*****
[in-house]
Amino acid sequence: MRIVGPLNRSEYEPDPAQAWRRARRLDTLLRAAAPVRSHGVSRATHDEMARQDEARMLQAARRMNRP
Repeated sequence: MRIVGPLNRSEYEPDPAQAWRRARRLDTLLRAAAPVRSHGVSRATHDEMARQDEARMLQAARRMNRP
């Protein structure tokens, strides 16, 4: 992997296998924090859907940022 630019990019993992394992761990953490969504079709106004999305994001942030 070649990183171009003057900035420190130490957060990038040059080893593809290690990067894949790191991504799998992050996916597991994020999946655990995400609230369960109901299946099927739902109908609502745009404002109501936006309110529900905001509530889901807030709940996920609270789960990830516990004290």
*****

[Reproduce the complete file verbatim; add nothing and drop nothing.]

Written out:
[in-house]
Amino acid sequence: MRIVGPLNRSEYEPDPAQAWRRARRLDTLLRAAAPVRSHGVSRATHDEMARQDEARMLQAARRMNRP
Repeated sequence: MRIVGPLNRSEYEPDPAQAWRRARRLDTLLRAAAPVRSHGVSRATHDEMARQDEARMLQAARRMNRP
């Protein structure tokens, strides 16, 4: 992997296998924090859907940022 630019990019993992394992761990953490969504079709106004999305994001942030 070649990183171009003057900035420190130490957060990038040059080893593809290690990067894949790191991504799998992050996916597991994020999946655990995400609230369960109901299946099927739902109908609502745009404002109501936006309110529900905001509530889901807030709940996920609270789960990830516990004290």